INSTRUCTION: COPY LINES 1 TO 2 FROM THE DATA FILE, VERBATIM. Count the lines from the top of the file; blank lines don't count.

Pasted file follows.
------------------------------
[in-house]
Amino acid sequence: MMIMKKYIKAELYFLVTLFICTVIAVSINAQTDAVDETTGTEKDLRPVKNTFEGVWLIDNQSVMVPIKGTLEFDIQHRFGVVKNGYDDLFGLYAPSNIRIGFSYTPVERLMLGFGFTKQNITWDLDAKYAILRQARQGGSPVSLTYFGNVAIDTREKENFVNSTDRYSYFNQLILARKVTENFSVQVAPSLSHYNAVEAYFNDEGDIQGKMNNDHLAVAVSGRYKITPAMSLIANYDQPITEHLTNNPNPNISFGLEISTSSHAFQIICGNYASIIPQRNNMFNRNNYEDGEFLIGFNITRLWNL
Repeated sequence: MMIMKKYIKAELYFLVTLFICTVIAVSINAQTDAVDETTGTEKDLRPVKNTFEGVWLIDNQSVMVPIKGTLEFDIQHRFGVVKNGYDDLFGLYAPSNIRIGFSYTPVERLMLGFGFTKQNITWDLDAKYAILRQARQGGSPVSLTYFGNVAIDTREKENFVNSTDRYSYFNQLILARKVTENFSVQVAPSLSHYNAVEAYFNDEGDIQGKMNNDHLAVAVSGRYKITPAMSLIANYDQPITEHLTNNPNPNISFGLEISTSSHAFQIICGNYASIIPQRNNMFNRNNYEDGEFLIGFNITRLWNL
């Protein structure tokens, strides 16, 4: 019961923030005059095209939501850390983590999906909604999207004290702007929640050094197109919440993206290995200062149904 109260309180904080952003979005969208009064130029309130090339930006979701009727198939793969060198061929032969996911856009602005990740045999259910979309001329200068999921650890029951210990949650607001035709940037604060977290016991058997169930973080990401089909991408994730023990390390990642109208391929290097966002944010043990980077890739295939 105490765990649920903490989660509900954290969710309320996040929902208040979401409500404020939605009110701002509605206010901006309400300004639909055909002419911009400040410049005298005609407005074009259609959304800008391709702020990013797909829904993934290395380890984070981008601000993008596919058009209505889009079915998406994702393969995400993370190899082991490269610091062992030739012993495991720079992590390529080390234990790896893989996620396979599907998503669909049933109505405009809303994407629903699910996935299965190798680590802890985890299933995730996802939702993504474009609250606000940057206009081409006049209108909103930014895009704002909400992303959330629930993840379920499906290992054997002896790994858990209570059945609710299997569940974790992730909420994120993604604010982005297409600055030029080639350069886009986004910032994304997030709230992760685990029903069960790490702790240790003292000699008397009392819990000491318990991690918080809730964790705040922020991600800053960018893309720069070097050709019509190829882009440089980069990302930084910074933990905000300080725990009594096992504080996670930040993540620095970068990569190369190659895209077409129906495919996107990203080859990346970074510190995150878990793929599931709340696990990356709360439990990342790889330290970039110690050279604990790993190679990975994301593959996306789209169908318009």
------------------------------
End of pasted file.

[in-house]
Amino acid sequence: MMIMKKYIKAELYFLVTLFICTVIAVSINAQTDAVDETTGTEKDLRPVKNTFEGVWLIDNQSVMVPIKGTLEFDIQHRFGVVKNGYDDLFGLYAPSNIRIGFSYTPVERLMLGFGFTKQNITWDLDAKYAILRQARQGGSPVSLTYFGNVAIDTREKENFVNSTDRYSYFNQLILARKVTENFSVQVAPSLSHYNAVEAYFNDEGDIQGKMNNDHLAVAVSGRYKITPAMSLIANYDQPITEHLTNNPNPNISFGLEISTSSHAFQIICGNYASIIPQRNNMFNRNNYEDGEFLIGFNITRLWNL